23 Jan Serverless with AWS Lambda: Reducing metrics reporting lag from hours to seconds at ReSci
At Retention Science we deliver personalized marketing campaigns powered by machine learning to drive a deeper level of customer engagement. Our AI engine, Cortex, is responsible for billions of predictions daily and hundreds of millions of personalized emails each month. As this number grows, it becomes increasingly important to report the campaign metrics in a fast, efficient, and fault tolerant way.
In a recent project, we upgraded our existing nightly metrics reporting pipeline to an efficient real-time streaming pipeline. We achieved this using AWS Lambda in conjunction with Amazon Kinesis, Amazon Aurora and Amazon S3.
We capture different user events (e.g. email opens and clicks) and forward them to an Amazon Kinesis stream. Kinesis workers developed using the Kinesis Client Library pull these actions and populate our persistent data stores. Previously, a nightly ETL process generated reporting metrics for all email campaigns by loading and processing this events data. The service was written in Scala and leveraged HDFS and Apache Spark to crunch data.
While the ETL was decently quick, there were several drawbacks of this approach. Firstly, the lag (up to 24 hours) in reporting due to the nature of batch updates provided a poor experience for our end-users. Secondly, as our client base grew, the ETL costs were increasing significantly. Finally, the overhead of managing and provisioning resources to run the ETLs was becoming a pain point
Magic Wand: Serverless Computing Using AWS Lambda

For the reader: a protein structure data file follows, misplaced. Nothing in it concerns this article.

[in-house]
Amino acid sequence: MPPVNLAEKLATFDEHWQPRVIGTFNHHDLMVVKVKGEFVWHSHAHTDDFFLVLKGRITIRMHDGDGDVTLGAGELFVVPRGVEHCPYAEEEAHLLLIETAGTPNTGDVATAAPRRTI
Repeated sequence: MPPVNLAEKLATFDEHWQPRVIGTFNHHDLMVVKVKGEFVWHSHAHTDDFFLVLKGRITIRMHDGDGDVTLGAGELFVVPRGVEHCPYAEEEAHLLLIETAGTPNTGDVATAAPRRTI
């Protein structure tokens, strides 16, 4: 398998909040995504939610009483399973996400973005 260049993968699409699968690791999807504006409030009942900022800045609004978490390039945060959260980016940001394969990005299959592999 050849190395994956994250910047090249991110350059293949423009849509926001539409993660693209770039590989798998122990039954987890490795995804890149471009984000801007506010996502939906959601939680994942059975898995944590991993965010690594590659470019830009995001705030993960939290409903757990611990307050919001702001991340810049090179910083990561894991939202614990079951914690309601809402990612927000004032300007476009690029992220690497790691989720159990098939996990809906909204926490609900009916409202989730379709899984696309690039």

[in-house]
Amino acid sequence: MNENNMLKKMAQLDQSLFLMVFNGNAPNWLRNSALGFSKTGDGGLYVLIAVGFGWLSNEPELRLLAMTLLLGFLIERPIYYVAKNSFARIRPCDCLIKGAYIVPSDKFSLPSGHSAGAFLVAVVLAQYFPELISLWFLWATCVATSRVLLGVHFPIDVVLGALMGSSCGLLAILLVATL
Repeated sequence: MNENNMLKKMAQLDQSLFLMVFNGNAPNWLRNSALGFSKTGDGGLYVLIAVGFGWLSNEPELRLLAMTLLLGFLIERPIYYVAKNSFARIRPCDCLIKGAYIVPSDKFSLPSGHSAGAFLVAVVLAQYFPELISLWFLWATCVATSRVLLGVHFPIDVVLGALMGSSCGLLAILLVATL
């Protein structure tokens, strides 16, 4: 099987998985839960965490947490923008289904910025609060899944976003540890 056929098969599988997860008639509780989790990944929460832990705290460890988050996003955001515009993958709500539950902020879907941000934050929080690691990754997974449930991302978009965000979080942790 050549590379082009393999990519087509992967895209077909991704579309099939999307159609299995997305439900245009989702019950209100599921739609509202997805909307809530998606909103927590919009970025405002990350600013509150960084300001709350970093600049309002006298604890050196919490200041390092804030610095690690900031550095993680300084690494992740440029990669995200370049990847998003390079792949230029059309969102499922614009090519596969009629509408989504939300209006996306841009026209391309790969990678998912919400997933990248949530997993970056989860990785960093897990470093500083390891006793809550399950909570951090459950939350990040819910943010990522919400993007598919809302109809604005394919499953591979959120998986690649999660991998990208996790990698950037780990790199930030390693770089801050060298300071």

The shortcomings in our previous approach led us to research and brainstorm new methods and technologies. We ended up designing a fast, efficient, and reliable system powered by AWS Lambda. AWS Lambda is a server–less computing technology developed by Amazon that enables developers to run code without provisioning or managing servers. The cost is calculated based on how often and how long the code runs for. Lambda code can be triggered by events from other AWS services such as S3, DynamoDB, and Kinesis.
There are two main event sources (Kinesis streams) in our realtime pipeline: email deliverability events from our email service and the user events (e.g. email opens and clicks) from our events tracker. Kinesis workers process the user events and forward metric-related events to another kinesis stream. In our pipeline, AWS Lambda polls both the user events and deliverability events Kinesis streams. This lambda is responsible for processing the events and generating aggregated email metrics in real-time. We still run the the batch pipeline to maintain backward compatibility, and to have the flexibility to rollback if anything goes wrong in the real-time pipeline.
Let me run through an example to showcase how fast and efficient AWS Lambda is:
- A customer clicks on an email sent by our email service.
- The email click is picked up by our event trackers and is forwarded to the Kinesis stream.
- By continuously polling the stream, the Kinesis workers pick up the click event almost immediately, format and augment it with relevant details, and forwards it along to the user events Kinesis stream.
- AWS Lambda polls the user events kinesis stream every 200 milliseconds and picks up the formatted message. The lambda aggregates similar events by campaign and stores them in the reporting database.
- Our Analytics dashboard hit a service API to read these numbers from the database tables.
Since the Kinesis workers and the Lambda are event-driven, it takes less than a couple seconds for any given event to reach its destination. Due to the continuous scaling nature of Lambda, the processing time remains consistent whether we receive hundreds or millions of events.
AWS Lambda is proving to be an efficient and scalable way to process real-time data. Since its inception in 2014, it has seen rapid adoption by major global businesses. There are definitely some caveats, such as: statelessness, limited native language support, limited execution duration, slow “cold start” for JVM-based Lambdas, and concurrent execution limits. We’re excited to see how AWS continues to add functionality and improvements to address some of these needs. Adopting serverless computing has simplified our infrastructure and lowered our AWS monthly bill. Stay tuned for our next blog post, where we’ll cover designing our realtime pipeline to be robust and fault-tolerant.